Mobile operators will undergo a digital transformation and move into the Cloud, while video services will play a key part in generating increased revenues, Huawei claimed at a pre-MWC 2017 briefing in London yesterday (13 February 2017).
Huawei’s Zhilei Zou, President, Carrier Business Group (pictured), expressed confidence that operators had not reached the end of their growth potential. ‘We believe the overall trend for the industry is positive and we should be confident of having strong growth in the industry,’ he said.
However, he argued that operators will need to upgrade their infrastructure and look at how to use their fibre resources in a more effective manner, as well as transforming their network architecture, base stations and operations.
Zou said that Cloud technology will play a key part in this radical transformation, but operators need to work in partnership with industry and end users to develop the ecosystem, especially when they consider expanding into industry verticals.
Helping operators grow
Ken Wang, President of Global Marketing and Solutions Sales, Carrier Business Group at Huawei, predicted that by 2025 we will see a world of real-time intelligent connectivity. He pointed out that global connections have risen to 11 billion, home Gigaband penetration has reached 30% and there are now 40 billion global smart devices in use.
He said there are limitless opportunities to be gained from the digitalisation of industry, which will use Internet of Things and other mobile services to improve both operational efficiency and boost margins. Huawei sees a US$15 trillion market from sectors such as energy, manufacturing, government, finance and transportation.
Wang added that there is also still a large untapped potential for operators to provide basic connectivity and communications, as 3.9 billion people have no Internet, 2.5 billion no mobile service, and 1.1 billion homes have no broadband.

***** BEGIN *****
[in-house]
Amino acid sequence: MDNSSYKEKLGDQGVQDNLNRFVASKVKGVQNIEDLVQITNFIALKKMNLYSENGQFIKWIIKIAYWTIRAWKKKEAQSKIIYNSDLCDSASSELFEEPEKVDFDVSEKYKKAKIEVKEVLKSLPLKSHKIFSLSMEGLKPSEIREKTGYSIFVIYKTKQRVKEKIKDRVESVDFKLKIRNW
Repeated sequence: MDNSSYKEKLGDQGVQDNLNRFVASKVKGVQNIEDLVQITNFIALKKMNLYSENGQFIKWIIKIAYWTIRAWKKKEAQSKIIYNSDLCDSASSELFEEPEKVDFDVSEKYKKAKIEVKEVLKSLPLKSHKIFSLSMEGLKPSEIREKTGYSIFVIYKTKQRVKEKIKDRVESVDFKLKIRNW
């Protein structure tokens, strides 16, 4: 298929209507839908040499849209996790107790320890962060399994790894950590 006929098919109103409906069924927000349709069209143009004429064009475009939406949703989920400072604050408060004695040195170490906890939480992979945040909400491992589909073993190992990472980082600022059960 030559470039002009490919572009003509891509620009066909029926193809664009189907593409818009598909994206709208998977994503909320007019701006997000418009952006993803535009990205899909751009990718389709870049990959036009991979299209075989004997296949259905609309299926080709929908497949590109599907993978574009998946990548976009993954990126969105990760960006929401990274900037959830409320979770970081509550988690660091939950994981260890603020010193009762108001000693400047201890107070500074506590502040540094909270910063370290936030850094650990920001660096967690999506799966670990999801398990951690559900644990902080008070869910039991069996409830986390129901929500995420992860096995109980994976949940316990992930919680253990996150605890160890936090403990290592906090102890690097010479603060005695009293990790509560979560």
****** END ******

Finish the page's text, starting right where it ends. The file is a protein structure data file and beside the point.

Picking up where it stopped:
However, Huawei sees video as the next trillion dollar market deriving from entertainment, industry and communications in general. He explained that Huawei’s approach has evolved from network evolution centred on technology architecture in 2015, to digital transformation centred on the user experience in 2016.
For MWC 2017, Huawei’s theme has moved to focusing on helping operators create more business value by maximising network value, making video a business success, reshaping B2B through the Cloud, and moving to an all Cloud services approach for operations and networks. More than that, it is about moving business beyond the telcos into B2B and B2C.
Wang (pictured below) said that maximising network value involves: creating more high value users by offering high value services, which will drive revenues; offering better home broadband for digital households; upgrading assets through site densification, TCO optimisation, spectrum efficiency, and improving operational and maintenance efficiency.
He added that operators can realise new growth using existing assets, but they need to also seize the coming business opportunity of the ‘video is king era’ to support the growth in video demand.
‘Operators need good coverage (voice, SMS) and bandwidth (speed and latency) and for video a good user experience, content and ecosystem. We think those operators who engage with video and who make it work as a business will be the future,’ offered Wang.
Operators can also reshape their B2B business through the Cloud to achieve new growth.
Wang pointed out that more and more enterprise apps are moving to the cloud. Cloud and enterprise IT services offer a vast new market of around US$1 trillion with time to market (TTM) shortened by 90% using the Cloud, giving operators more capacity to innovate by offering computing, IoT and video services.
Unsurprisingly, Huawei has lined up a number of all-Cloud solutions to help operators to achieve business success with seven new Cloud related products (see below), which will pave the way for 5G. However, Wang warned that the industry needs to do a lot to prepare for 5G still.
First up, the network architecture must be prepared with a data-centric network already deployed, NFV must be deployed to prepare the way for ‘cloudification’, and the bearer network made ready.
Operators also need to be spectrum ready, as 5G will involve the use of more spectrum in higher frequency bands, and finally, they need to be business ready by preparing the ground with IoT and mobile business services, and by having the right people, organisation and skills ready for 5G.
All Cloud Networks
Libin Dai, Solution Marketing Department Director, Carrier Network Business Group, outlined Huawei’s three key pillar philosophies for all Cloud networks. The first is that all technology must be abstracted and capable of being transmitted: sharing all resources (access, WAN traffic and DC) so that utilisation improves by 100%.